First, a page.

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Clinton County leaders address rezoning project on State Road 28

Clinton County wants to revitalize a section of State Road 28 near Interstate 65. Some residents in that area aren't happy and say they feel like they are being forced to move.

Posted: Nov 8, 2019 5:18 PM
Updated: Nov 8, 2019 6:11 PM

CLINTON COUNTY, Ind. (WLFI)—Clinton County is planning to make some changes. Economic Development Director, Shan Sheridan, said the County plans to develop about 100 acres of land on the west side of the county.

"State Road 28 four lane expanded from Frankfort out to I-65 creates a really dynamic logistical opportunity for us, for industry,” said Sheridan.

Sheridan said it's called "smart growth." Meaning county leaders are careful not to take the first offer handed to them.

"We believe that these little clusters in our community are better than the wild west and just building something anywhere at any time,” said Sheridan. “So that's why good zoning and good planning is important."

Sheridan also said this is something that county leaders have been thinking about for years. 

"It's been in the works for many years," said Sheridan. "We're just hoping to work with the landowners and work with folks to make sure it's a very smooth transition."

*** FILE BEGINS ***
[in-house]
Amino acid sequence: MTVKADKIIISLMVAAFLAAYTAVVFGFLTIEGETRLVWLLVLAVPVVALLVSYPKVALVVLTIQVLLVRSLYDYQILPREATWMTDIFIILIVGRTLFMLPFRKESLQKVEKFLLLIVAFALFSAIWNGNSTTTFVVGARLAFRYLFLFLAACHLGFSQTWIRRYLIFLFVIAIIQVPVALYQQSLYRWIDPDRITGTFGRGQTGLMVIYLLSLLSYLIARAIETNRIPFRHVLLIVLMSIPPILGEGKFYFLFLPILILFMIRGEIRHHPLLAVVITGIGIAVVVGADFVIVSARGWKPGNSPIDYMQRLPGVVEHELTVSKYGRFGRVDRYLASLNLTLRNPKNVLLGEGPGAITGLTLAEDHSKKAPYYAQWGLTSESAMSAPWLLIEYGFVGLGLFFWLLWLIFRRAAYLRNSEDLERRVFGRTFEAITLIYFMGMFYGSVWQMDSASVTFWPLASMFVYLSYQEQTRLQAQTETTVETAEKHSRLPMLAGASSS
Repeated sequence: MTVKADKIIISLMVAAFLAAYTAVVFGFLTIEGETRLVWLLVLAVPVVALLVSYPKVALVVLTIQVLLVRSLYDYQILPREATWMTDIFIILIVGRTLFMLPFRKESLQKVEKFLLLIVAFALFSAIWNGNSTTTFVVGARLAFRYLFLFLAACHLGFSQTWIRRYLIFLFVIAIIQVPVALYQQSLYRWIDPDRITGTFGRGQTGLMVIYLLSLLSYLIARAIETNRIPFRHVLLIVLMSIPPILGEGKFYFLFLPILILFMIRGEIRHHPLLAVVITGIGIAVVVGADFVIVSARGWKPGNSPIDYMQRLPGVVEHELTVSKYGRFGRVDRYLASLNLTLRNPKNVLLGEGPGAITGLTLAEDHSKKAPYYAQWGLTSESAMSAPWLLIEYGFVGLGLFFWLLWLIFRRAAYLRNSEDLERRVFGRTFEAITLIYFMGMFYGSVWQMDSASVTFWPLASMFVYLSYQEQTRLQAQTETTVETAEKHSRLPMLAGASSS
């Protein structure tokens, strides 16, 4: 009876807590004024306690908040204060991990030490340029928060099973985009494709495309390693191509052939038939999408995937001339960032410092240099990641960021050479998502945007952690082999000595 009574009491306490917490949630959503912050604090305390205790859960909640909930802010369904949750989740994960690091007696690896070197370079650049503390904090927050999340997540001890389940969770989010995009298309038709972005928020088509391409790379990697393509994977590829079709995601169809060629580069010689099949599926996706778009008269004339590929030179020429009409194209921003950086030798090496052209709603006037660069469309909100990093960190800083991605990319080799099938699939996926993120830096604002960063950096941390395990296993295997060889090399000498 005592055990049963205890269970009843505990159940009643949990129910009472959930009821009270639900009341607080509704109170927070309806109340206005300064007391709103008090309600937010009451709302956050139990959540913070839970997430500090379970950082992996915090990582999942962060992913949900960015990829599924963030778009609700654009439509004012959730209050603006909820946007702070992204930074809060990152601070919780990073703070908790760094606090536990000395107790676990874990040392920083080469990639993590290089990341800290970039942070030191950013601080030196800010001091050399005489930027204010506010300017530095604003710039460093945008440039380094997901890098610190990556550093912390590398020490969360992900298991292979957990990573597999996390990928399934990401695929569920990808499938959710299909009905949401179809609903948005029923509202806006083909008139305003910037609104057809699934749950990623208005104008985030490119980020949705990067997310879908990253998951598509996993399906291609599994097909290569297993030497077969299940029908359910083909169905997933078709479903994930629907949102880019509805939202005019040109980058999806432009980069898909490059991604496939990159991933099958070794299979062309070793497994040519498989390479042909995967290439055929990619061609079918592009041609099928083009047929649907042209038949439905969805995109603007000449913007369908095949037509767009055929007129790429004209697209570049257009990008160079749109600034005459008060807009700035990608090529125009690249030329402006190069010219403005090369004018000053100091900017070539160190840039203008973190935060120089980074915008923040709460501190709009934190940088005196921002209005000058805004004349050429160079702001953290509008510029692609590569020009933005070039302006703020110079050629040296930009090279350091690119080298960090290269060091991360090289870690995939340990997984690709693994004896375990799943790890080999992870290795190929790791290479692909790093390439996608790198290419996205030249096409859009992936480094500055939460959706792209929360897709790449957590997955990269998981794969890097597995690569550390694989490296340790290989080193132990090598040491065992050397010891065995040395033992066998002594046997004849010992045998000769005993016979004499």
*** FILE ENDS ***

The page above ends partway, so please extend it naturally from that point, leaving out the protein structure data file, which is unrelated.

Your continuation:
Just five miles down State Road 28 is the City of Frankfort. Mayor Chris McBarnes said he is on board with new development in the county.

"As we drive more private investment into that corridor it's not only going to lower their taxes but it's going to lower taxes for everyone in Clinton County,” said McBarnes.

McBarnes said development is vital to the sustainability of Clinton County.

"The only way that we're going to bring more housing to this community the only way that we are going to drive the assessed value up is creating a rich environment where private investment seeks to come to," said McBarnes. 

McBarnes goes on to say that landowners will not be forced to sell or give up their land.

"It will be agricultural landowner's decision whether to sell their land or not," said McBarnes. "No one is forcing them to convert their ground from farm to industry."

Some residents like Kristie Stevens still aren't on board.

"We found out how they wanted to industrialize basically our whole area," said Stevens. "Which is pretty concerning to us."

Stevens said she wants a voice in the decision that could impact her family's home.

"It's just very important in that area to keep that agricultural aspect of things and keep our home a country home is what we want,” said Stevens.

Economic Development Director, Shan Sheridan, said he hopes construction can start in the Spring of 2020. The county held its first public hearing on the rezoning on November 5th. 

Click here for a calendar of upcoming meetings.

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